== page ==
The Look of Overdevelopment
In Rockland, we often hear people talking about “overdevelopment,” especially in the Town of Ramapo. But what does that overdevelopment look like, and what does it mean for the quality of life of residents.
Unless you recently drove through the streets of Ramapo in the vicinity of Monsey and Spring Valley, you probably have no idea as to the extent of building. Large-scale projects are being constructed seemingly everywhere. To get a flavor for what is going on, gaze at the following photographs taken on December 17, 2014.
At every turn new multifamily homes are being built on land formerly reserved for single-family homes. Downzoning, routinely approved by the powers that be in town government, has led to large, multi-family homes being erected adjacent of smaller homes.
Did any official approving the downzoning care about the quality of life of the single homeowner in the neighborhood? What about the declining property values of those homes?
What about the stress being placed on the roads, sewers and water supply? There is no way the existing infrastructure can handle the influx of new building and additional residents.
How are police, fire, medical and other services going to be supplied to a burgeoning population? Are there any limits to this growth, or is Ramapo destined to become Brooklyn North. Clearly, the bucolic suburban setting of just a few decades ago is long gone.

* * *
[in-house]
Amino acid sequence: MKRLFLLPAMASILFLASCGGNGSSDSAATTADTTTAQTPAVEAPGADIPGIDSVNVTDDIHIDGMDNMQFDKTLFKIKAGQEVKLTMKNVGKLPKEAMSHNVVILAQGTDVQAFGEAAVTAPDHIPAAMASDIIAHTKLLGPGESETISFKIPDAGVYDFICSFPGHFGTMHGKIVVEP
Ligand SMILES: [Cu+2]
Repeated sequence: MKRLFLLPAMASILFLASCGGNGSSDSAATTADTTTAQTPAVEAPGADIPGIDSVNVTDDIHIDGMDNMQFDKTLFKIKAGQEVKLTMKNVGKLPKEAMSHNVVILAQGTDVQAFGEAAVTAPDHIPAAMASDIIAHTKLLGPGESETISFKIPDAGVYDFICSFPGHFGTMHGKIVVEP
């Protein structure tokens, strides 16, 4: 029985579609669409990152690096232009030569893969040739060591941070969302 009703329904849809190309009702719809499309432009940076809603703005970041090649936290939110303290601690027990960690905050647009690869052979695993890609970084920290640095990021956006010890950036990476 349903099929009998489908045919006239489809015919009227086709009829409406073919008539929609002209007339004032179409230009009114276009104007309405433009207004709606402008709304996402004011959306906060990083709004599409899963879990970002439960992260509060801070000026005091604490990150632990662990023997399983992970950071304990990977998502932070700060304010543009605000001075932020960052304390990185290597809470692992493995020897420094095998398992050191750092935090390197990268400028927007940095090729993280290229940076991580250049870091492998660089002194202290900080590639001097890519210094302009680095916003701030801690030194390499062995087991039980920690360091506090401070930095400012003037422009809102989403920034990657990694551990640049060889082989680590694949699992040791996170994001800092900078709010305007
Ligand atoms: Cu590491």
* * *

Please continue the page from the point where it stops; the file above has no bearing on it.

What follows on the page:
Unfortunately, these few photos cannot capture the true extent of the overdevelopment and cannot predict the consequences of excessive downzoning and construction. However, a citizen does not have to possess a doctorate in economics to know that this growth is unsustainable, both financially and practically.
The unintended consequences of over-development and communities competing for limited school resources lead to the confrontations witnessed here by a tax payer funded East Ramapo School Board attorney attacking parents in the parking lot of East Ramapo School after a School Board meeting. This was aired on national news and did nothing to improve community relations nor attract home-buyers to the Town of Ramapo.
The plan is exposed by the Town of Ramapo Supervisor Christopher St. Lawrence; where he promises one segment of the community, unfettered down-zoning and free license to build high density housing. He made it clear in his statements that no other constituency in the Town of Ramapo mattered. As a result, the path was set in 2007 for the Town of Ramapo to be transformed into the City of Ramapo. Here it is in his own words: